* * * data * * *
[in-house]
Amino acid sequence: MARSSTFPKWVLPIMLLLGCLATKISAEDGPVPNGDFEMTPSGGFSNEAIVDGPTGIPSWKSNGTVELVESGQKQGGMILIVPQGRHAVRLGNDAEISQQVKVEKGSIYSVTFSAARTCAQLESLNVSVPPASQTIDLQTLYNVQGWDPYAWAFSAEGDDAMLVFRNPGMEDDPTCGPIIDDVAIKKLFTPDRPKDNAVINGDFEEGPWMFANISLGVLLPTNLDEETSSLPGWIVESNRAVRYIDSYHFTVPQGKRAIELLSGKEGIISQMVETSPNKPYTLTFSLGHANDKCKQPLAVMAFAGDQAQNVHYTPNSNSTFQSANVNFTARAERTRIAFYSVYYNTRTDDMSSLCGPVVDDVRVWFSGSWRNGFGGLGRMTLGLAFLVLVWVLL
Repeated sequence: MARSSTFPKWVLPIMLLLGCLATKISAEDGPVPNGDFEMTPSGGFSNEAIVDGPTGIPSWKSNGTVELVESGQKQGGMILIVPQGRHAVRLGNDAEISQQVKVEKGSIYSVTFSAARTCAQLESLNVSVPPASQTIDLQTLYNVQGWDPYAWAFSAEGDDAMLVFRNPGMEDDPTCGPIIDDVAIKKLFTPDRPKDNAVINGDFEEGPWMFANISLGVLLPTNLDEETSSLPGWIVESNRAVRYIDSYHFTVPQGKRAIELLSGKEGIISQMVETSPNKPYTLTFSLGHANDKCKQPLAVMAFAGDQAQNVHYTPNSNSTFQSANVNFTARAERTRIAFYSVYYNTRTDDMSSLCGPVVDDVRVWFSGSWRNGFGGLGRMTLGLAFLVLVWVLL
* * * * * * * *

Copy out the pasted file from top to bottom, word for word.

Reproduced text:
[in-house]
Amino acid sequence: MARSSTFPKWVLPIMLLLGCLATKISAEDGPVPNGDFEMTPSGGFSNEAIVDGPTGIPSWKSNGTVELVESGQKQGGMILIVPQGRHAVRLGNDAEISQQVKVEKGSIYSVTFSAARTCAQLESLNVSVPPASQTIDLQTLYNVQGWDPYAWAFSAEGDDAMLVFRNPGMEDDPTCGPIIDDVAIKKLFTPDRPKDNAVINGDFEEGPWMFANISLGVLLPTNLDEETSSLPGWIVESNRAVRYIDSYHFTVPQGKRAIELLSGKEGIISQMVETSPNKPYTLTFSLGHANDKCKQPLAVMAFAGDQAQNVHYTPNSNSTFQSANVNFTARAERTRIAFYSVYYNTRTDDMSSLCGPVVDDVRVWFSGSWRNGFGGLGRMTLGLAFLVLVWVLL
Repeated sequence: MARSSTFPKWVLPIMLLLGCLATKISAEDGPVPNGDFEMTPSGGFSNEAIVDGPTGIPSWKSNGTVELVESGQKQGGMILIVPQGRHAVRLGNDAEISQQVKVEKGSIYSVTFSAARTCAQLESLNVSVPPASQTIDLQTLYNVQGWDPYAWAFSAEGDDAMLVFRNPGMEDDPTCGPIIDDVAIKKLFTPDRPKDNAVINGDFEEGPWMFANISLGVLLPTNLDEETSSLPGWIVESNRAVRYIDSYHFTVPQGKRAIELLSGKEGIISQMVETSPNKPYTLTFSLGHANDKCKQPLAVMAFAGDQAQNVHYTPNSNSTFQSANVNFTARAERTRIAFYSVYYNTRTDDMSSLCGPVVDDVRVWFSGSWRNGFGGLGRMTLGLAFLVLVWVLL